Thirty years after Martin Luther King Jr. enthralled and inspired 200,000 marchers gathered in front of the Lincoln Memorial in Washington, D.C., with his historic speech, ``I Have a Dream,'' blacks of younger generations in Lawrence say they still feel the power of King's message.
Sarah Moore, a Kansas City, Kan., sophomore at Kansas University, said even though she had only heard recordings of the speech, she still admired King's eloquence and the strength with which he delivered his message.
``It's strong -- very strong,'' she said. ``I don't care what race you are, you're going to feel that.''
Not only is the power of the message still alive, Moore said, but the content is still as relevant today as 30 years ago.
``It still means a lot now, because there is still more work to do,'' she said. ``The dream isn't totally fulfilled.''
Dorothy Pennington agreed King's speech was still important today, not only because of its message of equality, but also because of its call for nonviolent protest. Pennington, a professor of African-American studies and communications at KU, was in high school when King made his famous speech.
``It's still a very, very universal message, I would say,'' she said. ``King was called the major proponent of nonviolence in this country. I think the issue of using violence versus nonviolence as a tactic is still important today.''
Pennington, who teaches a course in rhetoric of black Americans which includes a section on King's speeches, said her students usually responded strongly when they studied the passages in ``I Have a Dream.''
``They like the content and they like the structure,'' she said. ``They look at it as being one of King's landmark speeches.
``In my opinion, it was one among many great speeches he gave.''
Pennington recommended ``The Drum Major Instinct'' and ``The American Dream'' as other examples of King's most effective oratory.
Reginald Robinson, KU professor of law and former member of the Lawrence Housing and Human Relations Board, said he thought most people listening to King's speech today would be moved by the picture he painted of an America without color lines. In a telephone interview from his home in Arlington, Va., where Robinson is staying through December while he serves as a White House Fellow, he explained why he did not think all people today embraced King's assimilationist views.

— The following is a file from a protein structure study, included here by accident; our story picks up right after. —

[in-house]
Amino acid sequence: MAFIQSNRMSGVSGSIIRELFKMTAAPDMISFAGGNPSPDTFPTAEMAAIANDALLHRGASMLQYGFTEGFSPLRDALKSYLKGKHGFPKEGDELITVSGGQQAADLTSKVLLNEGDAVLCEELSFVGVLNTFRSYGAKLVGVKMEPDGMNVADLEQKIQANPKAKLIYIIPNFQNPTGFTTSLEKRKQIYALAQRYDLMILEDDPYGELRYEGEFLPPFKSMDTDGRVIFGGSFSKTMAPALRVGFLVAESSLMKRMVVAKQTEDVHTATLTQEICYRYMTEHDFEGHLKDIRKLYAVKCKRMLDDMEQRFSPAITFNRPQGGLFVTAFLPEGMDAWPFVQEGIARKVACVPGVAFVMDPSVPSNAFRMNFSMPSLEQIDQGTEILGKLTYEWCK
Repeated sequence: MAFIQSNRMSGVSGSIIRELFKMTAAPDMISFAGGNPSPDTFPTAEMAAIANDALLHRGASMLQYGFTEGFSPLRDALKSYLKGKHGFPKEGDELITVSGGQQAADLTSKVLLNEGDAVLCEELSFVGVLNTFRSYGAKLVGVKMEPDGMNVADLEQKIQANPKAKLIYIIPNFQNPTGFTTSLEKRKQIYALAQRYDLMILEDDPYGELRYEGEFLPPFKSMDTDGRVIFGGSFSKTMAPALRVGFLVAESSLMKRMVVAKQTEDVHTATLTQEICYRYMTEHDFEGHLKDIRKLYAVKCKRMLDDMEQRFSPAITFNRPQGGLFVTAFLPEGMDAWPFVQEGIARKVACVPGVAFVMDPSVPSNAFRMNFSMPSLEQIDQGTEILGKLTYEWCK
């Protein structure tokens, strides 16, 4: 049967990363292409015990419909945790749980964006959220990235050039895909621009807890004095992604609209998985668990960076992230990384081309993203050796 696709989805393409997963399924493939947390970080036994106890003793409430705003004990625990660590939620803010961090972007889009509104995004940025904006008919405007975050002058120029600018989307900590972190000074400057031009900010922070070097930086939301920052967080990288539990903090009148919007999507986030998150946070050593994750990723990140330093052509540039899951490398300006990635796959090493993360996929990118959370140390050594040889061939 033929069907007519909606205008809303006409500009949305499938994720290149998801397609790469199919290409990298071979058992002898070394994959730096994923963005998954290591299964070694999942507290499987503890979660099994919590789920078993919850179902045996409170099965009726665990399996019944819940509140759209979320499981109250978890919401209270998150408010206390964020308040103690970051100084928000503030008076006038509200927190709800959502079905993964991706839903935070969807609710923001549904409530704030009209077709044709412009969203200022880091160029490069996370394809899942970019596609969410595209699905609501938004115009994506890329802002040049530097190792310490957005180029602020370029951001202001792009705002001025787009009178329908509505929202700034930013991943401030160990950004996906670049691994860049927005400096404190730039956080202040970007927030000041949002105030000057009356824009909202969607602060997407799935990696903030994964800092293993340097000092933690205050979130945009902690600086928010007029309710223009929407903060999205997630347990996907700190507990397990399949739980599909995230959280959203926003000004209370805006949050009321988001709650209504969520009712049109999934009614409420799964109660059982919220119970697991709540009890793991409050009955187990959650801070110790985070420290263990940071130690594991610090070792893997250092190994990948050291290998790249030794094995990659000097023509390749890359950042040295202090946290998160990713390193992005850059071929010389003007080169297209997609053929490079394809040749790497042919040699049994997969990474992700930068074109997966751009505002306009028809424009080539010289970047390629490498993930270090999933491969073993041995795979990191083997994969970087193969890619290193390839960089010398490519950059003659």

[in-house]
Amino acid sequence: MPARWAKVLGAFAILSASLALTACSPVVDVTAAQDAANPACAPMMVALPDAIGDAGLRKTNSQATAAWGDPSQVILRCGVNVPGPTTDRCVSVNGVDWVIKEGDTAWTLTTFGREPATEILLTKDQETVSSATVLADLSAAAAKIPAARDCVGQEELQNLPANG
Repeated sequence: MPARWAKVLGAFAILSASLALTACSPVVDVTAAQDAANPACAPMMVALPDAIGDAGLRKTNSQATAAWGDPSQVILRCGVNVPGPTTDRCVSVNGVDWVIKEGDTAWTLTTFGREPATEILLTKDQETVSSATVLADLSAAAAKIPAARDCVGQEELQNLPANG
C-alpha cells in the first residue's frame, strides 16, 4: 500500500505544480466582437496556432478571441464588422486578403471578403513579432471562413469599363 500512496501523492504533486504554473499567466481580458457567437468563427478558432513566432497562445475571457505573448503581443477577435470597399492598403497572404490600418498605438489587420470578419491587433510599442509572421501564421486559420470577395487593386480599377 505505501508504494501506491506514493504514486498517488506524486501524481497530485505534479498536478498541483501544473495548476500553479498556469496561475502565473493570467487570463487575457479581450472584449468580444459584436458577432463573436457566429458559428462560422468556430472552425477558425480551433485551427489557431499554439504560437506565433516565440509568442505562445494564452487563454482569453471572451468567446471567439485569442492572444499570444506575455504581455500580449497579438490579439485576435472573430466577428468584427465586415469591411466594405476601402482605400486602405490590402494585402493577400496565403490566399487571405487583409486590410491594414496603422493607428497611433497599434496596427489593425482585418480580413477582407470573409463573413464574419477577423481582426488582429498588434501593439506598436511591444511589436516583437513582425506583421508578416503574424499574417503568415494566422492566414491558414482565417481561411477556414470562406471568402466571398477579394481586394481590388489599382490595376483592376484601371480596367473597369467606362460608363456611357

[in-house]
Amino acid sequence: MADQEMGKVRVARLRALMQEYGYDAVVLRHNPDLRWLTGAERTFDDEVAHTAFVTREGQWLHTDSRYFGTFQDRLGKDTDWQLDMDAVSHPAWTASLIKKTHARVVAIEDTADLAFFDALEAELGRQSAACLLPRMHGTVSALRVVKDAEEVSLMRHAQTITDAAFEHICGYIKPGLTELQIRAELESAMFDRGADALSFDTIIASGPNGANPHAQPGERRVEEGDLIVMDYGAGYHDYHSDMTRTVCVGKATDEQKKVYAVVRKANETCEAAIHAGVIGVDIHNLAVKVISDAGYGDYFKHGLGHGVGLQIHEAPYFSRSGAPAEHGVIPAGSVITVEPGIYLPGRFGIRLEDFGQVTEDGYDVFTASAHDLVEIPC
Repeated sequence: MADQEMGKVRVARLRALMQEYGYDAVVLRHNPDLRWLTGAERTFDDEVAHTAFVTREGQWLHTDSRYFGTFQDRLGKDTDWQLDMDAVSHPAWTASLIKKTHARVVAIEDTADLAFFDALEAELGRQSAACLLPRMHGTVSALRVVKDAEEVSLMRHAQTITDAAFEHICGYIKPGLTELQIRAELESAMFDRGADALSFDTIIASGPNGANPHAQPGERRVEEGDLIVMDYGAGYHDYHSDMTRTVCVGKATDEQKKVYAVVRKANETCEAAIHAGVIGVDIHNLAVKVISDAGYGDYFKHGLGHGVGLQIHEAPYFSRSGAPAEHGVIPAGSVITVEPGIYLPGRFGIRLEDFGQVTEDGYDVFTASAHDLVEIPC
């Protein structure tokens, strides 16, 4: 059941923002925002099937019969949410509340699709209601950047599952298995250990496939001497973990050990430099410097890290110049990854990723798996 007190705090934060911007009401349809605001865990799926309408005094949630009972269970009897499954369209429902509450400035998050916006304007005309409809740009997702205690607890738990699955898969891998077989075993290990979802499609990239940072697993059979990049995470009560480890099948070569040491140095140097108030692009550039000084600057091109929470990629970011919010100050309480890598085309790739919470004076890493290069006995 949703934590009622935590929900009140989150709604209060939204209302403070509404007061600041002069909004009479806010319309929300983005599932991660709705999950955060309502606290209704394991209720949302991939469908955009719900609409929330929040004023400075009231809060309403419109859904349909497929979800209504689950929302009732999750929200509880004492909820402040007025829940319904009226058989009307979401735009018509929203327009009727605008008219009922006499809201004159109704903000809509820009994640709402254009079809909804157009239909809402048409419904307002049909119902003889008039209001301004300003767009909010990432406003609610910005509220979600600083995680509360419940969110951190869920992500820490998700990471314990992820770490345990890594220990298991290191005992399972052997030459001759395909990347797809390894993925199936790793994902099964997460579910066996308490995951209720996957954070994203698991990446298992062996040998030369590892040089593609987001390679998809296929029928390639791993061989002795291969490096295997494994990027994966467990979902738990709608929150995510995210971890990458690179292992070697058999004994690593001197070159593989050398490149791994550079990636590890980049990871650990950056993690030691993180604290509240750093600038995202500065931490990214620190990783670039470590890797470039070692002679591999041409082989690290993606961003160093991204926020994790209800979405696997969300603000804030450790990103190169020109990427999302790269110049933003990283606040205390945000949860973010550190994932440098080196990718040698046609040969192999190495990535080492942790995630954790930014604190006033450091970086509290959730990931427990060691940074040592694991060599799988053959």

``It's a vision that I don't think is as universally endorsed today as it was then,'' Robinson said. ``For a long time it was assumed that all minority groups supported those ideas.
``When I was growing up, there seemed to be an assumption that all black people had this color-blind vision of a totally integrated society, and it was white racists who were blocking that. Today I'm aware of segments of the minority population who favor separatism. There are people who have a view of racial isolation, and you don't have to be white to have that view.''
Pennington agreed that not all members of minority groups today supported King's views, but she cited other '60s civil rights leaders, such as Malcolm X, who disagreed with King's stance on peaceful protest and assimilation.
``It was debatable during his era, and it still is, but that was King's message,'' she said. ``He believed in the American dream, and he believed in the Declaration of Independence. King believed in the system.''
Pennington said she thought it was unfortunate that some young people were losing touch with the spirit of the March on Washington and King's speech.
Although she didn't know it, Pennington might have been talking about Kris Quarterman, a KU freshman from Topeka. Although he expressed admiration for the work King did and appreciation for the advancements he made for civil rights, Quarterman said he did not feel more inspired by ``I Have a Dream'' than by any other speech or event during the civil rights movement.
``Well, really, it's just like every history class to me, because I wasn't there,'' he said.
Robinson said it was important for young people to view events such as King's speech as part of what is happening today. He explained by drawing an analogy to the inspirational events of the more distant past such as Patrick Henry's 1775 call of ``Give me liberty or give me death.''
``The American Revolution is over, so it's one thing to look back on that and not feel a connection to it,'' he said. ``But the civil rights movement is not over yet. We have not achieved the goals of the movement in the way the goals of the rebellion of the Revolution have been achieved.
``It's still a moving speech when you hear it on the radio. People make a mistake by thinking of that as ancient history.''